My understanding of the Fourth Gospel, and from it the intentions of Jesus with respect to his 'message', is that Jesus provided for the teaching of Men by the Holy Ghost, rather than by Men.
I do not think that Jesus intended Christians to be institutionally organised (like a church) but instead to grow, person by person, loving family members - on the model of the disciples. Presumably many such families would develop, budding-off from the disciples.
What then of teaching about Jesus, and his message? What about scriptures? Well, the life of Jesus and existence of the Fourth Gospel itself implies that there was envisaged a helpful role for teaching.
But I notice that the content of this teaching (by Jesus, and by the author of the Fourth Gospel) was very simple - consisting mostly of different ways to express the two truths of Jesus's divinity, and his offer of everlasting, resurrected Life.
Such teaching would, presumably, be helpful in clarifying what was needed; but so few and such simple truths ought to be discoverable by each Man, from direct intuition: that is, from the direct teaching of the Holy Ghost.
Explicit 'external' teaching might speed-up the process - but on the other hand, might inculcate the bad habit and potentially false practice of looking to Men for answers, rather than to the Holy Ghost. The needs of teachers might over-elaborate, and when the teachings had become high volume, it would be easily distorted, difficult to retain the proper focus.
In fact, Christianity (apparently) took a very different path from that envisaged by Jesus in the Fourth Gospel. It became identified as an organised, institutional, international church (then, soon, multiple churches) - broadly like the many other churches of contemporary Jewish and Roman society. Its teaching became massively elaborated and systematised into a prescriptive way-of-life.
And of course, ultimate authority was displaced from the direct apprehension of the Holy Ghost to an ideal of obedience to an ordained priesthood.
If we take the Fourth Gospel as our ideal, it is hard to know what - by comparison - the overall effect of the various Christian churches has been. At times the core teachings seem to have been reversed. For example, Jesus's offer of Life Everlasting on condition of faith in him; sometimes seems, in practice, to have been inverted into a threat of torment everlasting unless a pattern of prescribed behaviours are followed.
The loving and small scale world of Jesus's family of relatives and disciples, as described in the Fourth Gospel, has given way to hierarchical bureaucracies - regulated by abstract laws, elaborate rituals and procedures, and differentiated by formal training and certification processes.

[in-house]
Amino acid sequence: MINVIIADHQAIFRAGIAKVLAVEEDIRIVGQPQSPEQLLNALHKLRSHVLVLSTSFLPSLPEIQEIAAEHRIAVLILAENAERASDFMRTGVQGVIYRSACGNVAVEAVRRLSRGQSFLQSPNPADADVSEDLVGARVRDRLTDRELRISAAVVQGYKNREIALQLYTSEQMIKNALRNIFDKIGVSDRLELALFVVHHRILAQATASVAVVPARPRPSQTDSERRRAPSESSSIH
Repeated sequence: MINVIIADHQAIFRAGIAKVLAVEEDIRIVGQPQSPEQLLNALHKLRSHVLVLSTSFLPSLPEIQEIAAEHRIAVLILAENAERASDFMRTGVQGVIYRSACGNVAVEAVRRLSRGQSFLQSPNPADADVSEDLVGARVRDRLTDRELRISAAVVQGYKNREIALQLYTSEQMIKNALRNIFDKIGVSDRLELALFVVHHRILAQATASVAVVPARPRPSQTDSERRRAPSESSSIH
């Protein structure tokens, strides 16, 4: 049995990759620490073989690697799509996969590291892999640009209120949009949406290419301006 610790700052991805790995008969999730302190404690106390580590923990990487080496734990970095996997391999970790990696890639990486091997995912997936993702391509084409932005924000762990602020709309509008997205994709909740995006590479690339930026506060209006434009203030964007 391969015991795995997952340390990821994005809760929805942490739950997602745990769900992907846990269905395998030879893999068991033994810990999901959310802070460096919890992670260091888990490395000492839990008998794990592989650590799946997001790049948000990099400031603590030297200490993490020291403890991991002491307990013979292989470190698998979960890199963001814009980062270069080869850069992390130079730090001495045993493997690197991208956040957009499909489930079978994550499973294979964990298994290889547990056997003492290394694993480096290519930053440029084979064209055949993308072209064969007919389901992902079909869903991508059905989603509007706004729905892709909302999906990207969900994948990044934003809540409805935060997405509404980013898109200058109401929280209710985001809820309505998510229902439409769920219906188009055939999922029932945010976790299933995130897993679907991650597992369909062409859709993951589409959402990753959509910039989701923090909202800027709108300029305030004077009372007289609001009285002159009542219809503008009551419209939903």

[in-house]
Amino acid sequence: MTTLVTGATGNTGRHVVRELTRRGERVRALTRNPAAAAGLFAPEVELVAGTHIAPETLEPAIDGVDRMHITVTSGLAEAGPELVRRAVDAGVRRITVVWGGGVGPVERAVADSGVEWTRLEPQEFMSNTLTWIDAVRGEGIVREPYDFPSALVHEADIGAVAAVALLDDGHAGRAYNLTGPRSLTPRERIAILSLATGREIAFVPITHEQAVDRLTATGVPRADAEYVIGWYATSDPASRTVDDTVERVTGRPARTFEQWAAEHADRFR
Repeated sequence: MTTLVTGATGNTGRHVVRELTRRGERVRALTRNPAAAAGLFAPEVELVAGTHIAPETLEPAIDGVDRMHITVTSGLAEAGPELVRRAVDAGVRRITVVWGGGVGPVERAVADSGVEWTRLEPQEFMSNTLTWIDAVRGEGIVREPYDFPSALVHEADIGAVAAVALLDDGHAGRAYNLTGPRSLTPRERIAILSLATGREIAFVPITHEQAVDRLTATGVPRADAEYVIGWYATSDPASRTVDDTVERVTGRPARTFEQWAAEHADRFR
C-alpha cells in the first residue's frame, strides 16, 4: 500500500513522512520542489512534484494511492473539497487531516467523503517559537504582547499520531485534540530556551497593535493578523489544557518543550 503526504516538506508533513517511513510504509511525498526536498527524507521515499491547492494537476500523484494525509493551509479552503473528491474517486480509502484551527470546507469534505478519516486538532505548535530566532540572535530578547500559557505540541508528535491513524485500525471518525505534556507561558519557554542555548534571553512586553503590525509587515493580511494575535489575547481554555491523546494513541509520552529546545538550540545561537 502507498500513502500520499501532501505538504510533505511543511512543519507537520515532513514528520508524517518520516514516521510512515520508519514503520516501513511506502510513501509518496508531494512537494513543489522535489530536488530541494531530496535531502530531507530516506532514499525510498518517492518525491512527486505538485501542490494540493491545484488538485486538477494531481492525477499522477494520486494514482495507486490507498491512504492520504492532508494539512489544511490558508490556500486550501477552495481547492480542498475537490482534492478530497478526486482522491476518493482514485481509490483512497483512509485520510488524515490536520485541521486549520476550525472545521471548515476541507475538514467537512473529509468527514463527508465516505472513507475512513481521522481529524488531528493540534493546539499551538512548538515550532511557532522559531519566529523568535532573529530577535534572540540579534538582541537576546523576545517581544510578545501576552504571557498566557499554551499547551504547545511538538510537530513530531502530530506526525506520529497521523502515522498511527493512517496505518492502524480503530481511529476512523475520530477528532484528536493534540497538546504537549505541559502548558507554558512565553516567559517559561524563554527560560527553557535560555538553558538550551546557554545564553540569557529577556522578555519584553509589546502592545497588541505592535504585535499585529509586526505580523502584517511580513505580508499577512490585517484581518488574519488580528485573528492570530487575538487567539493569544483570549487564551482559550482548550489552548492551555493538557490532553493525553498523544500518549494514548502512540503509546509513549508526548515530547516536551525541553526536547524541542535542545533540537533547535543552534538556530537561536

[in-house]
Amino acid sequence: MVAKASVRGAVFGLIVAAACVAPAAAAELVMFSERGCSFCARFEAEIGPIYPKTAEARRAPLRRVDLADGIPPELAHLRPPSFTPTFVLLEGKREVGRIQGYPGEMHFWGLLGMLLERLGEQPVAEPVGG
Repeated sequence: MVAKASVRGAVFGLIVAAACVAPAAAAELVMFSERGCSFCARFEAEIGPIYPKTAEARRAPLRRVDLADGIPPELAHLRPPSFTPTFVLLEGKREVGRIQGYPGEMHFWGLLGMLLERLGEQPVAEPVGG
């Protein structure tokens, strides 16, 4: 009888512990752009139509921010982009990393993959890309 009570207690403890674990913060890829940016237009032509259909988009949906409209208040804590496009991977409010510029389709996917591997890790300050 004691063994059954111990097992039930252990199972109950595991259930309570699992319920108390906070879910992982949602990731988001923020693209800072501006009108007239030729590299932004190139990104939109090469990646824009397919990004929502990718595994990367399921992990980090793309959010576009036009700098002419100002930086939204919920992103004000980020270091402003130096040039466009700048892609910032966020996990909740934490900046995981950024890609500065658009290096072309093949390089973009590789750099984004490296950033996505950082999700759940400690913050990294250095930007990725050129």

The consequence has often been Christianity as a mechanism for Good Behaviour, to the extent that the original simple teaching has been all but lost, even when and where Christian Churches were dominant and popular.
Indeed, I wonder if people would have been overall better-off with no teaching at all, and no external knowledge; than with the vast, complex, internally-contradictory mass of supposedly-Christian teachings that has been the actual experience for most Christians since the death of Jesus?
Of course, a great deal of worldly benefit would then have been lost; but perhaps a simplicity, clarity and directness of understanding would have more than made up for it?
But what would 'it' have been like?
Well, presumably there would have been other religions dominant. These would have set the social frame, the external system.
Most people would never have heard of Jesus, and there would be no possibility of 'Christianity'. Instead, the teachings of the Holy Ghost would have been a secret hope, mostly a private experience of the heart.
Jesus would have had another name, or no name; the possibility of resurrection, life eternal, becoming Sons and Daughters of God would perhaps have lacked articulation and precision; but these would have been experienced simply as an inner of experience of contradiction to the 'official doctrines' of other religions.
I think the phrase secret hope seems to catch the experience quite well. People would have been taught despair (in various forms) yet 'inside' they would have experienced hope, assurance, confidence, joy.
Their deepest and most convincing experiences would have been this 'faith' - and the experience would have been one of direct contact with another person; experience of the love of that person and the confidence to believe and follow.
Such secret hope might well have been communicated, personally and in private, among family members, husbands and wives, best friends - but probably, shared (if at all) only among a circle of trusted people; because of its contradiction with the local official religion.
There could not really have been any arguments or evidence to support the secret hope - since there was no church, no theology, no scriptures... There could only be an appeal to the most fundamental personal conviction based on those moments when we each feel most deeply in-touch-with reality.
Nobody would know the extent of this secret hope. On the one hand, a believer would either be alone or supported by very few people; on the other hand, exactly because of this, the secret hope would be inextinguishable.